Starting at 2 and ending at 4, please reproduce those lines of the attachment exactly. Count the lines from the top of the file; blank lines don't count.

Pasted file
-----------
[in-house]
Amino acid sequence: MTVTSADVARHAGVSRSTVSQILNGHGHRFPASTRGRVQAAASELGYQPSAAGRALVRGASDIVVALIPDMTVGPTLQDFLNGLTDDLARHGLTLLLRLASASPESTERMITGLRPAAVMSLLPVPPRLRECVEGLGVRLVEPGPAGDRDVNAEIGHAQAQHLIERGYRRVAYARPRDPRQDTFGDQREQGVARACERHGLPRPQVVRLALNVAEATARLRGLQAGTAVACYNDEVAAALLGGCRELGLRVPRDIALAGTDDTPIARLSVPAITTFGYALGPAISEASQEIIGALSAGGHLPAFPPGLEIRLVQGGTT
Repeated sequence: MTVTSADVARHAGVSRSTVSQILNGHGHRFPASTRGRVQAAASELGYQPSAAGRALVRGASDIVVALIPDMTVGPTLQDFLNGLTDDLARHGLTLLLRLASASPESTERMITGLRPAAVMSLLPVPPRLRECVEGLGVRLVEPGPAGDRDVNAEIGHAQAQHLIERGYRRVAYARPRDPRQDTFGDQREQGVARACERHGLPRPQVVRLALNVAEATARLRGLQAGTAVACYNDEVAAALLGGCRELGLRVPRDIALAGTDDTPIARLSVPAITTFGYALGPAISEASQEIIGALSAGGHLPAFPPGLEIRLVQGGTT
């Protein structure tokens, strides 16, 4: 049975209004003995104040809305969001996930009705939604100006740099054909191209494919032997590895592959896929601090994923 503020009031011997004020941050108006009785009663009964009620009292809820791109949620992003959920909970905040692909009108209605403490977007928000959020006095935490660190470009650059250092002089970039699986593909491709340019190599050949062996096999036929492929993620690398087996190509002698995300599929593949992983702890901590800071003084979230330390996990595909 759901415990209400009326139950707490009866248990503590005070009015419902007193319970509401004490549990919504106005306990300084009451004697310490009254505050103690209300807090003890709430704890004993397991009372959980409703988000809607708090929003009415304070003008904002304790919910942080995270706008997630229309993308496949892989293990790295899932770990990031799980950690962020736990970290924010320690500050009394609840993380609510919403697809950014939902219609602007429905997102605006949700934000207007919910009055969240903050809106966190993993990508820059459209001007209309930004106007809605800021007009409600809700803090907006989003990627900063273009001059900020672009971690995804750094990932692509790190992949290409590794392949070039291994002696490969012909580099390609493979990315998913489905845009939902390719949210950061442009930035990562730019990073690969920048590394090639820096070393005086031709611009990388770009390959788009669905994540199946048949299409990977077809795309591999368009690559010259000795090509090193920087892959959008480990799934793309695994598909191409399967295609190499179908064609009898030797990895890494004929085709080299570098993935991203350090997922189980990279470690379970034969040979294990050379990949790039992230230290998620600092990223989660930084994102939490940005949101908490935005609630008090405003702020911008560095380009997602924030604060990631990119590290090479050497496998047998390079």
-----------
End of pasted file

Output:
Amino acid sequence: MTVTSADVARHAGVSRSTVSQILNGHGHRFPASTRGRVQAAASELGYQPSAAGRALVRGASDIVVALIPDMTVGPTLQDFLNGLTDDLARHGLTLLLRLASASPESTERMITGLRPAAVMSLLPVPPRLRECVEGLGVRLVEPGPAGDRDVNAEIGHAQAQHLIERGYRRVAYARPRDPRQDTFGDQREQGVARACERHGLPRPQVVRLALNVAEATARLRGLQAGTAVACYNDEVAAALLGGCRELGLRVPRDIALAGTDDTPIARLSVPAITTFGYALGPAISEASQEIIGALSAGGHLPAFPPGLEIRLVQGGTT
Repeated sequence: MTVTSADVARHAGVSRSTVSQILNGHGHRFPASTRGRVQAAASELGYQPSAAGRALVRGASDIVVALIPDMTVGPTLQDFLNGLTDDLARHGLTLLLRLASASPESTERMITGLRPAAVMSLLPVPPRLRECVEGLGVRLVEPGPAGDRDVNAEIGHAQAQHLIERGYRRVAYARPRDPRQDTFGDQREQGVARACERHGLPRPQVVRLALNVAEATARLRGLQAGTAVACYNDEVAAALLGGCRELGLRVPRDIALAGTDDTPIARLSVPAITTFGYALGPAISEASQEIIGALSAGGHLPAFPPGLEIRLVQGGTT
């Protein structure tokens, strides 16, 4: 049975209004003995104040809305969001996930009705939604100006740099054909191209494919032997590895592959896929601090994923 503020009031011997004020941050108006009785009663009964009620009292809820791109949620992003959920909970905040692909009108209605403490977007928000959020006095935490660190470009650059250092002089970039699986593909491709340019190599050949062996096999036929492929993620690398087996190509002698995300599929593949992983702890901590800071003084979230330390996990595909 759901415990209400009326139950707490009866248990503590005070009015419902007193319970509401004490549990919504106005306990300084009451004697310490009254505050103690209300807090003890709430704890004993397991009372959980409703988000809607708090929003009415304070003008904002304790919910942080995270706008997630229309993308496949892989293990790295899932770990990031799980950690962020736990970290924010320690500050009394609840993380609510919403697809950014939902219609602007429905997102605006949700934000207007919910009055969240903050809106966190993993990508820059459209001007209309930004106007809605800021007009409600809700803090907006989003990627900063273009001059900020672009971690995804750094990932692509790190992949290409590794392949070039291994002696490969012909580099390609493979990315998913489905845009939902390719949210950061442009930035990562730019990073690969920048590394090639820096070393005086031709611009990388770009390959788009669905994540199946048949299409990977077809795309591999368009690559010259000795090509090193920087892959959008480990799934793309695994598909191409399967295609190499179908064609009898030797990895890494004929085709080299570098993935991203350090997922189980990279470690379970034969040979294990050379990949790039992230230290998620600092990223989660930084994102939490940005949101908490935005609630008090405003702020911008560095380009997602924030604060990631990119590290090479050497496998047998390079």